1.Children under the age of 5
2.Old people aged 65 or above
3.Pregnant women
4.People who have certain medical conditions or receive treatments that affect their immune systems
5.People living in long-term care facilities like nursing homes and rehabilitation and retirement centers

These populations of people tend to have weakened immune systems compared with the general population, making them susceptible to flu infection and related complications. It's well known that the immune system is host defense system against various pathogens. If this defense system is weakened or impaired, the body will be less likely to fight off influenza viruses.

The immune system can also be affected by smoking, alcohol consumption, poor nutrition, lack of sleep, and other unhealthy lifestyles. Therefore, people who have an unhealthy lifestyle are also at a higher risk of the flu. In addition, being in crowded places such as in schools, college dormitories, and office buildings also increases your risk of getting the flu. This is determined by the transmission means of influenza viruses.

How to prevent flu?

Scientists studying influenza viruses are responsible for developing novel flu vaccines each year. Getting a flu shot is an important strategy to protect yourself from the flu. But flu vaccines are not 100% effective. The major reason is that influenza viruses mutate quickly and there are many different subtypes of viruses. A particular flu vaccine generally only protect against some but not all influenza virus strains. It's difficult for scientists to predict which subtypes will circulate in the upcoming flu season, and it's also difficult to develop broad-spectrum flu vaccines. These are why we need new flu vaccines each year.

Although getting vaccinated is an important strategy for flu prevention, it is not suitable for all people. Infants younger than 6 months and individuals allergic to flu vaccines generally cannot get a flu shot.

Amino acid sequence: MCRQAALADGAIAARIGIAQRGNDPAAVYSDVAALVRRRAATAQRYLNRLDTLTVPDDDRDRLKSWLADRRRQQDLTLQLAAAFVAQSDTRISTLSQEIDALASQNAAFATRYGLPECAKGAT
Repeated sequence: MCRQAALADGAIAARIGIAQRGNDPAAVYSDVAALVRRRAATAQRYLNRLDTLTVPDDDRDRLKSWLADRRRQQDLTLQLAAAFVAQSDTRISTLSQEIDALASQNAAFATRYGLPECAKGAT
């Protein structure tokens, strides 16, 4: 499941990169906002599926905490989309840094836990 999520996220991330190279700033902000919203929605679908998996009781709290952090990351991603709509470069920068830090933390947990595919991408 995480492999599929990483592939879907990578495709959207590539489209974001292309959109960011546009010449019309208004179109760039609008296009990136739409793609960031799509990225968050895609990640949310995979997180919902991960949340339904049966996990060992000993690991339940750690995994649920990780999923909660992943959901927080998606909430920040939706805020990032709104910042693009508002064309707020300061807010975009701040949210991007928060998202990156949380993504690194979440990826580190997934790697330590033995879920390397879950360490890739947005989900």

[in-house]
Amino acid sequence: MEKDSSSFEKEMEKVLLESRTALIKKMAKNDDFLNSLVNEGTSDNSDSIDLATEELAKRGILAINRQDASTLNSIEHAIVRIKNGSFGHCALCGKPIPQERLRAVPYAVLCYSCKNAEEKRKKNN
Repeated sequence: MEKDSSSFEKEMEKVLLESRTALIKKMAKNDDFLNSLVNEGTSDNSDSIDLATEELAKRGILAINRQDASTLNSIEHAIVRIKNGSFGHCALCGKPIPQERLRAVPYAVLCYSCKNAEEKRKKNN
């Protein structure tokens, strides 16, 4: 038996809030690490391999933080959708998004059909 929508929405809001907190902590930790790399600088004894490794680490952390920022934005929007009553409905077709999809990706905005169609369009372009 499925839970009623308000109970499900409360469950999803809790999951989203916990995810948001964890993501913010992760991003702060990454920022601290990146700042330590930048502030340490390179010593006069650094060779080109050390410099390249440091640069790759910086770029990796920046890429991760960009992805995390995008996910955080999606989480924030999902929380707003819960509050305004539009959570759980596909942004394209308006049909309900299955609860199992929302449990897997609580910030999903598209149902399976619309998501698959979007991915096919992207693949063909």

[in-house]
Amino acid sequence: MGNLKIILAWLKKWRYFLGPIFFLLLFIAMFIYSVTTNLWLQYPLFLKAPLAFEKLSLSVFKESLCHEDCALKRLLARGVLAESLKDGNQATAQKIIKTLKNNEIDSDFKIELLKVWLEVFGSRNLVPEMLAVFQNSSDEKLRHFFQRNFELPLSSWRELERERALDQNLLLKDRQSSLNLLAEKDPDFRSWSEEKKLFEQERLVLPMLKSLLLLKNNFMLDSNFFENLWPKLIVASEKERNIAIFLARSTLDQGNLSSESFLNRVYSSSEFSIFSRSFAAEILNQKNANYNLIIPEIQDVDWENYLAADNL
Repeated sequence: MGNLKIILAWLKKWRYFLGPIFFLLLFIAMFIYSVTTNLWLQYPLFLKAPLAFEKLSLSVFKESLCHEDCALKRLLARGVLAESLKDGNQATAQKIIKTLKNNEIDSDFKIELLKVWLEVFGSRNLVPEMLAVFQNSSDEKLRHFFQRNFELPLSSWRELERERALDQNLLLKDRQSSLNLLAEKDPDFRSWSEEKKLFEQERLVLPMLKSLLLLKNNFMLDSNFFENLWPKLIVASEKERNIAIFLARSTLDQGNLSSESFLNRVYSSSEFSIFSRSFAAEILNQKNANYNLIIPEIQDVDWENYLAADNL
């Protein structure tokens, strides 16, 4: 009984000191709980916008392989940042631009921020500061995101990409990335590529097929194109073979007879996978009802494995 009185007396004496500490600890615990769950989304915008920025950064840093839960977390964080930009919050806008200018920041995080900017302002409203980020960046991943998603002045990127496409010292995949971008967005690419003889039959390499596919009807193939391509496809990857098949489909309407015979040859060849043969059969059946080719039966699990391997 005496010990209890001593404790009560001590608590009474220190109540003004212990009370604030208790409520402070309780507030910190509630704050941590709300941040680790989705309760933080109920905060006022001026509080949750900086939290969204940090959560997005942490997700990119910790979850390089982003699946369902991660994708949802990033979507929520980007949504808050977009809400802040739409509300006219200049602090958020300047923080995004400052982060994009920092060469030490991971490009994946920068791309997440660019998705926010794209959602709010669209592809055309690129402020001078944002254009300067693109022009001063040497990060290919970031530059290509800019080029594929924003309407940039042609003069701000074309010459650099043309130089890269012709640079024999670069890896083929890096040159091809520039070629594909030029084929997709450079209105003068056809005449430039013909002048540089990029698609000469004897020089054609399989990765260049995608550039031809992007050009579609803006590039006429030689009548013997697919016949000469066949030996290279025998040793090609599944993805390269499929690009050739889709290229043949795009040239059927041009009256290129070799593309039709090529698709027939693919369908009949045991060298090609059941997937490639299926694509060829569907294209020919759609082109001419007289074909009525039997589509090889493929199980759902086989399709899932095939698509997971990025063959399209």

Moreover, there are many other things that you can do to reduce the risk for the flu, such as washing your hands frequently, not touching your face, not going to crowded places, getting enough sleep, and getting regular exercise. Well, living a healthy life is always a method to reduce the risk of various diseases.

Recent research on influenza viruses

At present, there are no treatments that can cure the flu. Medications are available to reduce the course of the illness, such as oseltamivir, amantadine, zanamivir, and rimantadine. Scientists have been studying the interactions between influenza viruses and host cells, in a hope to find more effective therapeutic agents and broad-spectrum. A recent study suggests that lactic acid bacteria (LAB) may provide broad protection against influenza viruses.

In summary, the flu is a common illness among humans and still killing large numbers of people annually. The prevention of the flu is not simply the work of scientists and governments. To protect ourselves from the flu, we need to know more about it and improve our self-protection consciousness.